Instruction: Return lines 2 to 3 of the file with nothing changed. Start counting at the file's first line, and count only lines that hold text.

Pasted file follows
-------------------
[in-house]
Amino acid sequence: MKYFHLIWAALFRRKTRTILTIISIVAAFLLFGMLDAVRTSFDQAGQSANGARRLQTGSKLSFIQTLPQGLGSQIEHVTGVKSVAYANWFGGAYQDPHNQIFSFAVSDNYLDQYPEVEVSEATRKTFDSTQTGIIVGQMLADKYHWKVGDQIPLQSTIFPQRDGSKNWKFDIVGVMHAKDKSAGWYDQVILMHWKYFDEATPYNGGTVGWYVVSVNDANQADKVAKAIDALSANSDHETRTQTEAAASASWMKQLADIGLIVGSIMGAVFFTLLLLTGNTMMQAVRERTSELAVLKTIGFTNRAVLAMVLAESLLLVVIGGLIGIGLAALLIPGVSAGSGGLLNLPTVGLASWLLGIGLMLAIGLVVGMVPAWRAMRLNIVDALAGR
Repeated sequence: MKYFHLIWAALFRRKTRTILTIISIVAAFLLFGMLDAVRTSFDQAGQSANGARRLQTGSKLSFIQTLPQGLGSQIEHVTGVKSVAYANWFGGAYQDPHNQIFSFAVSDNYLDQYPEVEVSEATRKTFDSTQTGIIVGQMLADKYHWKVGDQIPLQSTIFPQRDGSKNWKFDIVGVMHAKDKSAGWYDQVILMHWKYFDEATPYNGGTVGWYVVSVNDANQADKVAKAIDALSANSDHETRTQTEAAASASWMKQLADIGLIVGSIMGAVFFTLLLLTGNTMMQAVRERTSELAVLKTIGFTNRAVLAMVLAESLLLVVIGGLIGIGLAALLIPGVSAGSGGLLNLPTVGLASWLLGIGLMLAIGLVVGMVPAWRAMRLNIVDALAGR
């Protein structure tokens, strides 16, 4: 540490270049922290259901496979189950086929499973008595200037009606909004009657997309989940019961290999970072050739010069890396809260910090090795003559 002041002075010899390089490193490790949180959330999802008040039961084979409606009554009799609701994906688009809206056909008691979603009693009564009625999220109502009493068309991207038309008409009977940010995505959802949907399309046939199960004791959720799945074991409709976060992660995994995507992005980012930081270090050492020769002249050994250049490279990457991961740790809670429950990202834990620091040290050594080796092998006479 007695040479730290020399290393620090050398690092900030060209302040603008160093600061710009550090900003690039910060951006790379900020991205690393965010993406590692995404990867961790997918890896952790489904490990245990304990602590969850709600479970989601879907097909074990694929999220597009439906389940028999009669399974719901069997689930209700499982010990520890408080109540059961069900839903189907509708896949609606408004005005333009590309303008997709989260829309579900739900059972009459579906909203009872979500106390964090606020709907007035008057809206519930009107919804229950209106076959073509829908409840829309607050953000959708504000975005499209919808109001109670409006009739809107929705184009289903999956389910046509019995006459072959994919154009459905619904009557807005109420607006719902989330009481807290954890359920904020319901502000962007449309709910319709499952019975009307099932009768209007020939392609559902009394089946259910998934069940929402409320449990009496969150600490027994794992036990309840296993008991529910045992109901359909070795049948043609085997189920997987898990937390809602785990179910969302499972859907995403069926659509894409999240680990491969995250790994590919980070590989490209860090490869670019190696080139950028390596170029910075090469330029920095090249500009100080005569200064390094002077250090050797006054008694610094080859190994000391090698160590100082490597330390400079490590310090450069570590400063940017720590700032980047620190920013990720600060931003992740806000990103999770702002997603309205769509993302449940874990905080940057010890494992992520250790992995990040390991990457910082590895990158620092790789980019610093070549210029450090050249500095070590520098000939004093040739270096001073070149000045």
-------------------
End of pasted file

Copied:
Amino acid sequence: MKYFHLIWAALFRRKTRTILTIISIVAAFLLFGMLDAVRTSFDQAGQSANGARRLQTGSKLSFIQTLPQGLGSQIEHVTGVKSVAYANWFGGAYQDPHNQIFSFAVSDNYLDQYPEVEVSEATRKTFDSTQTGIIVGQMLADKYHWKVGDQIPLQSTIFPQRDGSKNWKFDIVGVMHAKDKSAGWYDQVILMHWKYFDEATPYNGGTVGWYVVSVNDANQADKVAKAIDALSANSDHETRTQTEAAASASWMKQLADIGLIVGSIMGAVFFTLLLLTGNTMMQAVRERTSELAVLKTIGFTNRAVLAMVLAESLLLVVIGGLIGIGLAALLIPGVSAGSGGLLNLPTVGLASWLLGIGLMLAIGLVVGMVPAWRAMRLNIVDALAGR
Repeated sequence: MKYFHLIWAALFRRKTRTILTIISIVAAFLLFGMLDAVRTSFDQAGQSANGARRLQTGSKLSFIQTLPQGLGSQIEHVTGVKSVAYANWFGGAYQDPHNQIFSFAVSDNYLDQYPEVEVSEATRKTFDSTQTGIIVGQMLADKYHWKVGDQIPLQSTIFPQRDGSKNWKFDIVGVMHAKDKSAGWYDQVILMHWKYFDEATPYNGGTVGWYVVSVNDANQADKVAKAIDALSANSDHETRTQTEAAASASWMKQLADIGLIVGSIMGAVFFTLLLLTGNTMMQAVRERTSELAVLKTIGFTNRAVLAMVLAESLLLVVIGGLIGIGLAALLIPGVSAGSGGLLNLPTVGLASWLLGIGLMLAIGLVVGMVPAWRAMRLNIVDALAGR